Emergency officials and residents in Southern California foothill communities braced Monday for the first of three back-to-back storms that could trigger mudslides and flash floods in areas scarred by last summer's wildfires.
No damage was reported from showers that increased in intensity overnight, but a large storm later in the day was expected to drop from 3 to 6 inches of rain in Southern California and 8 inches in the San Francisco area. Forecasters also predicted several feet of snow in the Sierra Nevada.
The National Weather Service also issued a wind advisory for gusts up to 35 mph in Northern California and up to 70 mph in the high desert area east of Los Angeles.
In preparation for possible mudslides, crews have handed out 30,000 sandbags and built 10,000 feet of concrete barriers in foothill communities near burn areas, said Bob Spencer, spokesman for the Los Angeles County Department of Public Works.
"So far so good, we've got no problems," he said. "Everything is set up and we're ready to rock and roll."
Several dozen homeowners in deep canyon areas have been warned to leave if the rains arrive as expected, and more widespread evacuations are possible, Spencer said.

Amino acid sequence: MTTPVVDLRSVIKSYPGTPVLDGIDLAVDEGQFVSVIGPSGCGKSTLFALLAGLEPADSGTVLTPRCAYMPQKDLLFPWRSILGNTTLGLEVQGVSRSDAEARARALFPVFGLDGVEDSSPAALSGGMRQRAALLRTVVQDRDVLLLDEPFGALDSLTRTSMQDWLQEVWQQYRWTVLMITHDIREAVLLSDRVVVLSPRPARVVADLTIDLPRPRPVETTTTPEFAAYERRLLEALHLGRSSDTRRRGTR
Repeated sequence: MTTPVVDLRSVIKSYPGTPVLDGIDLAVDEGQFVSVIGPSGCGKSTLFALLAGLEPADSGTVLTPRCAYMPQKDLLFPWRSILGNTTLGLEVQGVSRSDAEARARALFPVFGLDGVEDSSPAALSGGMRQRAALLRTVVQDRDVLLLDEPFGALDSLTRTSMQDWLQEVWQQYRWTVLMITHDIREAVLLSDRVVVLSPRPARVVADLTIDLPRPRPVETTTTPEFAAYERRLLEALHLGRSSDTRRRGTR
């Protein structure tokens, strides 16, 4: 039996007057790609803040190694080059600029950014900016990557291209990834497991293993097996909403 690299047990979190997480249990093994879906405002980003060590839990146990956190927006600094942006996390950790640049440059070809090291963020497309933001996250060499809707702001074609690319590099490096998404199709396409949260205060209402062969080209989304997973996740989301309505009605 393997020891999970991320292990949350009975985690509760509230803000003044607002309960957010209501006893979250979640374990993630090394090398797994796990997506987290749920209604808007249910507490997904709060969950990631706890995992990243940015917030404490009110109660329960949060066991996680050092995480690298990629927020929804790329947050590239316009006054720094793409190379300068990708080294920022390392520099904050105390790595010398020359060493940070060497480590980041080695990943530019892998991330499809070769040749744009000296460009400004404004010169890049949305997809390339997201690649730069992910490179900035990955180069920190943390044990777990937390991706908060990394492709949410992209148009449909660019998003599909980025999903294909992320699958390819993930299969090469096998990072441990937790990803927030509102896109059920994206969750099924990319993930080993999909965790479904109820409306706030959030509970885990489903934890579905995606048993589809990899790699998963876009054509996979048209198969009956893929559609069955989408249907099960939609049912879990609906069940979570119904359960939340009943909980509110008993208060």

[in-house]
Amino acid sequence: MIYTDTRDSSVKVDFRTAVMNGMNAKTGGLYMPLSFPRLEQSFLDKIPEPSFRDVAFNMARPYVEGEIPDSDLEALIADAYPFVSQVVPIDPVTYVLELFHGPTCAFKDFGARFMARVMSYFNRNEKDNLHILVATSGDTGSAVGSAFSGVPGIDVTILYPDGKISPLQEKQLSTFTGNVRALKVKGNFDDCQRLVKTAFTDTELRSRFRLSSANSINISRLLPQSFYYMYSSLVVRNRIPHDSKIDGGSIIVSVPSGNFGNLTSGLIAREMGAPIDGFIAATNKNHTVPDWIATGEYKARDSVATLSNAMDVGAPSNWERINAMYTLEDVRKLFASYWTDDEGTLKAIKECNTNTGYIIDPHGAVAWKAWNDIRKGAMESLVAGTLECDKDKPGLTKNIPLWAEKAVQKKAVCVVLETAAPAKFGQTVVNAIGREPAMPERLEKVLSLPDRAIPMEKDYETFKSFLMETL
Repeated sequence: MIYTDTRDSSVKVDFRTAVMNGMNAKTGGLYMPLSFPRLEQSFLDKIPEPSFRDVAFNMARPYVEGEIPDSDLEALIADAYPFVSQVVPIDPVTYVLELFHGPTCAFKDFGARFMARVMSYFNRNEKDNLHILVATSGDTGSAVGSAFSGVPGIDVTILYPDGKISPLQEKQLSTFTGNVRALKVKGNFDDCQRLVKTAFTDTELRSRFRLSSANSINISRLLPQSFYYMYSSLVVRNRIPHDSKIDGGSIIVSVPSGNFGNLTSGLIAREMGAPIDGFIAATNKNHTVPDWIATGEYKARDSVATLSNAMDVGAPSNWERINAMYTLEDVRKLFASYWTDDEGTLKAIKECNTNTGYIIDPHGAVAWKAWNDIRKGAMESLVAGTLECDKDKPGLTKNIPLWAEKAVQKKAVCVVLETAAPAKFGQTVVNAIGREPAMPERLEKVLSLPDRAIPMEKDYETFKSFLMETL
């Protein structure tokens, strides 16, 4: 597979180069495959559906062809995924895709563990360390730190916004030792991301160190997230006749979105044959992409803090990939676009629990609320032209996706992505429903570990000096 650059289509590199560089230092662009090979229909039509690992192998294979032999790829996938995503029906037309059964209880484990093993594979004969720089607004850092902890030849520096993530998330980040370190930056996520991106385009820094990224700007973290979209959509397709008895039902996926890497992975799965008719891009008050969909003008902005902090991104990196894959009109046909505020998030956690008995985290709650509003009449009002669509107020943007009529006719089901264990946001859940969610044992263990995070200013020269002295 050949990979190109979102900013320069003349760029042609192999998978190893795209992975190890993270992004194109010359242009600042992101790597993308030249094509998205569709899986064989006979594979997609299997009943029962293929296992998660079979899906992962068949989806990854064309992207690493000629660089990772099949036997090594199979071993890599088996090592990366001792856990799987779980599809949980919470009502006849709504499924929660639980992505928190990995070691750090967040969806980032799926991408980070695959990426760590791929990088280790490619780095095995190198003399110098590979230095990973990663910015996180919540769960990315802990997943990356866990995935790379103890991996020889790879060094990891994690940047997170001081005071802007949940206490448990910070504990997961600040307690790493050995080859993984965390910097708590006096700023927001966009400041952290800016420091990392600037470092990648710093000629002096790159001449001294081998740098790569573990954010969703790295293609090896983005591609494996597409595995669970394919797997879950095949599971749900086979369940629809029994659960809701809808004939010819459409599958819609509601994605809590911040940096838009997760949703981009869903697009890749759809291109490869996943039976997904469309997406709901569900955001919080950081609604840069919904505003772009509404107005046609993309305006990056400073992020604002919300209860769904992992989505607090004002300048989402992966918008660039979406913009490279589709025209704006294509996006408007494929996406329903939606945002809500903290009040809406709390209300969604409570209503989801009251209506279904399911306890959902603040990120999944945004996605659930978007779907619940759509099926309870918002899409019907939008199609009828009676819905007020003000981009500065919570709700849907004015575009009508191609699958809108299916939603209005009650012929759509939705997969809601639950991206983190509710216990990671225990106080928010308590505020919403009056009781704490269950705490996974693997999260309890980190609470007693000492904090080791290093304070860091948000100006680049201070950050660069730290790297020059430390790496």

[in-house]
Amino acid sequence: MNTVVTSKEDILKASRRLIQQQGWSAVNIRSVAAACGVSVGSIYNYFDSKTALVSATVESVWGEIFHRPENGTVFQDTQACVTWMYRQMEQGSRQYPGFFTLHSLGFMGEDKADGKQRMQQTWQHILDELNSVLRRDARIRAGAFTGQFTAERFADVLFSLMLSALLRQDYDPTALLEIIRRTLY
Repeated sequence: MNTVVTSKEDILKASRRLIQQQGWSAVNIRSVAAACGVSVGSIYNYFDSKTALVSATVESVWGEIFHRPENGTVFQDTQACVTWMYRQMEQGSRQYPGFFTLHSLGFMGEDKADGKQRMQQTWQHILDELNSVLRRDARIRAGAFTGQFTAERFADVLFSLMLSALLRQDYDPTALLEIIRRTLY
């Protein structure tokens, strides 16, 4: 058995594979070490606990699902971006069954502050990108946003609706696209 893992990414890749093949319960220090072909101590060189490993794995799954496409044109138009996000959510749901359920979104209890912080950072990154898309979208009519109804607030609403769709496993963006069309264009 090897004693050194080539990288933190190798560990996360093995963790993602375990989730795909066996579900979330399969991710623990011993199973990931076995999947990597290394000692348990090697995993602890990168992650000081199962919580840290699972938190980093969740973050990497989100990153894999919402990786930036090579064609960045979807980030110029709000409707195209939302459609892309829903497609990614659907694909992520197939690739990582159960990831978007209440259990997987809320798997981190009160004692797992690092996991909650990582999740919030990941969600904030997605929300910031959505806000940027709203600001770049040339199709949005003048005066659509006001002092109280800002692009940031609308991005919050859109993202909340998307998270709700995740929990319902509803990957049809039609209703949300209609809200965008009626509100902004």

Authorities also blocked roadways through Angeles National Forest as a precaution in case of mudslides in areas burned by last summer's massive Station Fire.
Forecasters said storms lasting through at least Friday could drop 20 inches of rain inland and 8 inches along the coast and in the valleys of Southern California.
Wet weather was expected in most of the state this week, with up to 10 inches of rain predicted for the San Francisco Bay area.
"If it progresses as anticipated, at the end, we will probably have to go back 10 years or more to find a system of equal rainfall and intensity," NWS forecaster Bob Benjamin said.
Snow could fall in the Sierra foothills as low as 3,000 feet, boosting a depleted snowpack but making travel hazardous.
The U.S. Coast Guard urged boaters and swimmers to avoid taking to the water over the next several days, as forecasters predicted ocean swells could reach 25 feet.
Boaters were being encouraged to check their mooring and anchor lines to prevent their vessels from coming loose during the storms.
If it is necessary to travel offshore, the Coast Guard said mariners should check their safety equipment and leave their plans with a friend or family member.